High levels of T-cells from a common cold could provide some protection against Covid, a study has found.
Researchers at Imperial College London found that T-cells – a type of white blood cell that helps protect the body from infection – from common cold coronaviruses may be able to provide protection against Covid.
In a study involving 52 unvaccinated people who lived with someone who had just tested positive for Covid, they discovered that those who did not catch the virus had significantly higher levels of T-cells than people who did get infected.
The study, published in Nature Communications, provides the first evidence that suggests T-cells generated by coronavirus colds help protect the body against Covid.
Professor Ajit Lalvani, senior author of the study, said: “Our study provides the clearest evidence to date that T cells induced by common cold coronaviruses play a protective role against [Covid] infection.
“These T cells provide protection by attacking proteins within the virus, rather than the spike protein on its surface.
“New vaccines that include these conserved, internal proteins would therefore induce broadly protective T cell responses that should protect against current and future SARS-CoV-2 variants.”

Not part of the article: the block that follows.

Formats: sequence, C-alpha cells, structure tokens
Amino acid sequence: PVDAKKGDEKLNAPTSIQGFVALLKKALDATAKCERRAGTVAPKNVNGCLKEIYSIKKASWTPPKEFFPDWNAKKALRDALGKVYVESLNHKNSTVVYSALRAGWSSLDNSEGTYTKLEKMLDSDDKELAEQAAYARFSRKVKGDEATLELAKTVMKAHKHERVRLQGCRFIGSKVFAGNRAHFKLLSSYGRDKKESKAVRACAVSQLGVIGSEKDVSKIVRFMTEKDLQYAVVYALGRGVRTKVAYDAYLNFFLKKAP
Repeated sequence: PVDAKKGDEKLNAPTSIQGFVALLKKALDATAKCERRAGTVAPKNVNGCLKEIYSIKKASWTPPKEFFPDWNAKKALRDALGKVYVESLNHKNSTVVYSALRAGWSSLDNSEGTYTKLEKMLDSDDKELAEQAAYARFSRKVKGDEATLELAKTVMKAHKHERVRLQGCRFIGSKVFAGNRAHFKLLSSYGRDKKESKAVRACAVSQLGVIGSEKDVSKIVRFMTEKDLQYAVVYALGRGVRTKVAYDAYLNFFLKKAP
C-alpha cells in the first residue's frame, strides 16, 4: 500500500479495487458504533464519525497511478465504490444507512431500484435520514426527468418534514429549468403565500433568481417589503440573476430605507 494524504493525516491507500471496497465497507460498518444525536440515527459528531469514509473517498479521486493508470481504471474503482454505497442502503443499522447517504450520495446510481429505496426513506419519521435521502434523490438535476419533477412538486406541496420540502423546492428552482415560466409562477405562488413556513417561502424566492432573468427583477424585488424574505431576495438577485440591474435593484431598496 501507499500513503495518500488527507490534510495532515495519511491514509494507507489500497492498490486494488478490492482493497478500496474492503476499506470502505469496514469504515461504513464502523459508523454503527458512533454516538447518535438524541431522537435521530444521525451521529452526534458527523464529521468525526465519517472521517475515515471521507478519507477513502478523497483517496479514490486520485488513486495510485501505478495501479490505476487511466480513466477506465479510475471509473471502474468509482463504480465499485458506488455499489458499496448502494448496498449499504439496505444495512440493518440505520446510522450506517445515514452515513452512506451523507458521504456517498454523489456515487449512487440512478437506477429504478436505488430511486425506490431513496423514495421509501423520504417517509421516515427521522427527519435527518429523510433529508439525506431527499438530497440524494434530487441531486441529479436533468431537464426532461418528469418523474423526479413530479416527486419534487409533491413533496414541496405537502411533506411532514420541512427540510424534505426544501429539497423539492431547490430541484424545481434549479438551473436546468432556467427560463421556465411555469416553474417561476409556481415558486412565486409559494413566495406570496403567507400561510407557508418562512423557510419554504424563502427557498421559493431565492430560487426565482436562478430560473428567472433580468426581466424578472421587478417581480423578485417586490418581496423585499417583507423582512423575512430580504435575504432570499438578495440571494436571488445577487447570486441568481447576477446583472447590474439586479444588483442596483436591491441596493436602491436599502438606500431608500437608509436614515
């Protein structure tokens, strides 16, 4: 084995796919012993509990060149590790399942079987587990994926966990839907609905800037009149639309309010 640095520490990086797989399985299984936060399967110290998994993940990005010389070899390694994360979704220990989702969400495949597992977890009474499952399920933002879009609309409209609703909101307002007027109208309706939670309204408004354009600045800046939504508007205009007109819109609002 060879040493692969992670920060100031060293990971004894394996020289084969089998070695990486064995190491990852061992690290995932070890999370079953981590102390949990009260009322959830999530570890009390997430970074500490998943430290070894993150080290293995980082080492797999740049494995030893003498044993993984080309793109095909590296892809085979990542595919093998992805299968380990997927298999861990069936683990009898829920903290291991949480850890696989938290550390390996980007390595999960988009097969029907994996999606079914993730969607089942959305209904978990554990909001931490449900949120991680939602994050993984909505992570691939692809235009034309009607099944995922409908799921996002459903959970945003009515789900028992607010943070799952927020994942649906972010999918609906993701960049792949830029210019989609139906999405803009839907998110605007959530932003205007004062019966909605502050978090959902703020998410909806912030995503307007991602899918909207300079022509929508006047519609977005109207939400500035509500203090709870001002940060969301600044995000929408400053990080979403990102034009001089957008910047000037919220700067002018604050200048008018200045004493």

Researchers said no one should rely on this defence alone and people should still get vaccinated to protect themselves against the virus.
Experts warned it would be a “grave mistake” to assume that anyone who has recently had a cold is protected against Covid, as only about 10 per cent of colds were caused by coronaviruses.
But these latest findings could provide the blueprint for the production of new vaccines that would give longer-lasting immunity, including against existing and future Covid variants such as Omicron.
Study author Dr Rhia Kundu said: ”Being exposed to the SARS-CoV-2 virus doesn’t always result in infection, and we’ve been keen to understand why.
”We found that high levels of pre-existing T cells, created by the body when infected with other human coronaviruses like the common cold, can protect against Covid-19 infection.
“While this is an important discovery, it is only one form of protection, and I would stress that no one should rely on this alone.
Dr Simon Clarke, of the University of Reading, who was not involved in the study, said: “Although this is a relatively small study, it adds to our understanding of how our immune system fights the virus and shows that future vaccines might benefit from targeting components in addition to the spike protein.
“These data should not be over-interpreted. It seems unlikely that everyone who has died, or had a more serious infection, has never had a cold caused by a coronavirus. It could be a grave mistake to think that anyone who has recently had a cold is protected against Covid-19, as coronaviruses only account for 10-15 per cent of colds.
“Similarly, there is no measurement of how much protection the reported effect gives people and a link is only hinted at - it has not been proven conclusively.”